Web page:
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Understanding the Lotus Workforce Management Authentication Framework, A technical deep dive by Dr. Esmond Walshe. This paper provides a detailed description of the Lotus Workforce Management authentication framework. This paper was written by Dr. Esmond Walshe, who is a Software Engineer at IBM and has worked on multiple projects including IBM Lotus Workforce Management and the IBM Industry Templates for WebSphere Portal.
Performing single sign on between your IBM® WebSphere® Portal based ‘HR’ application and your backend data storage system is a necessary component of a self service solution. The IBM Lotus® Workforce Management 6.1 authentication framework can be used to perform this functionality. It currently facilitates single sign-on between your WebSphere Portal application and a SAP backend storage system. However, to use this solution effectively it is necessary to have an understanding of each component and how they interact with one another and with the software stack to facilitate single sign-on. This paper will describe in detail the different components of the Lotus Workforce Management authentication framework. It will also detail how they integrate with WebSphere Portal, WebSphere Portlet Factory and a SAP backend data storage system to seamlessly provide a single sign on solution.
Glossary of terms
JNDI: Java™ Naming and Directory Interface
JVM: Java Virtual Machine
PUMA: Portal User Management Architecture
SPI: System programming interface
You have already built or are in the process of building an hr application using the Lotus Workforce Management 6.1 builders and wish to include the Lotus Workforce Management authentication framework to perform single sign on between WebSphere Portal and SAP. Before adding authentication framework components to your application, follow the information on setting up and configuring the Lotus Workforce Management authentication framework in the Lotus Workforce Management 6.1 information centre. This paper gives a detailed outline of how the framework works and does not go into detail on its configuration.
One of the main premises behind the self service architecture is the ability for an employee/manager to seamlessly update details across applications using a single user interface. To facilitate interaction with such applications a single sign on system is devised to ensure that the user need not be aware of the use of multiple backend applications. The user experience is of one single user interface. The Lotus Workforce Management authentication framework provides a single sign on framework to allow WebSphere Portal to connect to multiple backend systems. The current implementation facilitates single sign-on between WebSphere Portal and a SAP back end system. It currently supports username-password authentication, but can be extended to use other forms of authentication and a different credential store .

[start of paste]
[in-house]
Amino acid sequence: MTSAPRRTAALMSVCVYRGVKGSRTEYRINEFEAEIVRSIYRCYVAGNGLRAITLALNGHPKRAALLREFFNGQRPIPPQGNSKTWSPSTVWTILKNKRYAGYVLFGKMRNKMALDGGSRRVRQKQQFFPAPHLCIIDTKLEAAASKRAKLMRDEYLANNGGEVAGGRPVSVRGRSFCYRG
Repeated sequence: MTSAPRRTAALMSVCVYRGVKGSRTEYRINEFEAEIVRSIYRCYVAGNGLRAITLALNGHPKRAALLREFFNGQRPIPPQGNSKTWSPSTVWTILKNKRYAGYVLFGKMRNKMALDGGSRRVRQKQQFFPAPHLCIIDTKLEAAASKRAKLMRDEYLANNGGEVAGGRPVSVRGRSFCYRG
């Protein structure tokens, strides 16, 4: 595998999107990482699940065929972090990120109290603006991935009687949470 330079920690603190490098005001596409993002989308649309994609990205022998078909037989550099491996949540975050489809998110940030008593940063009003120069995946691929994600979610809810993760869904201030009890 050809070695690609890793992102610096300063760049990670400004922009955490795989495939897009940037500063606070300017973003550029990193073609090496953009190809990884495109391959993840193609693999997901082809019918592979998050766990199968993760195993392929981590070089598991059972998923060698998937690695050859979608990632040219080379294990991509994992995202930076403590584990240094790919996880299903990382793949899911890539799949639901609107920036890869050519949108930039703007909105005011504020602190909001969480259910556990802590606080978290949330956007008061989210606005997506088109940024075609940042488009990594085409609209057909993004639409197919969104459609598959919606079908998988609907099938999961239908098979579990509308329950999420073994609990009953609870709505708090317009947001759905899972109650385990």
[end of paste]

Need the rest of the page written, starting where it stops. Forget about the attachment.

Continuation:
In this document the different components of the Lotus Workforce Management architecture will be outlined. You will learn how these components interact together to produce a single sign on solution. Information on the mechanisms used to integrate the framework with WebSphere Portlet Factory at design time is supplied. Also it is shown how to ensure the framework is picked up at runtime by WebSphere Portal applications. In addition some of the design decisions for configuring the application are provided.
The Lotus Workforce Management authentication framework provides a flexible extensible approach to performing single sign on between WebSphere Portal and a SAP back end system. It acts as a broker service between your application, the credential store and the SAP backend. When a request for a connection to the SAP system is passed to the broker service, it in turn retrieves the users SAP credentials from the credential store and creates a connection to the data store. A JCO client wrapped in a generic connection client is then returned to the calling method. Wrapping the JCO client in this manner allows for different client connections to be passed, allowing support for other data stores to be provided in the future.
The current implementation uses a username-password form of authentication module that retrieves user credential information stored in the WebSphere Portal credential vault. Both n-to-1 (many portal users using a single SAP account) and 1-to-1 (many WebSphere Portal user accounts with each mapped to their own SAP account) credential scenarios are supported. More information on these scenarios can be found in a later section of this document.
The Eclipse extension point framework is used to allow for different authentication modules to be plugged into the system. This allows additional authentication methods to be seamlessly added. For further reading on the extension point approach see the WebSphere Portal Information centre .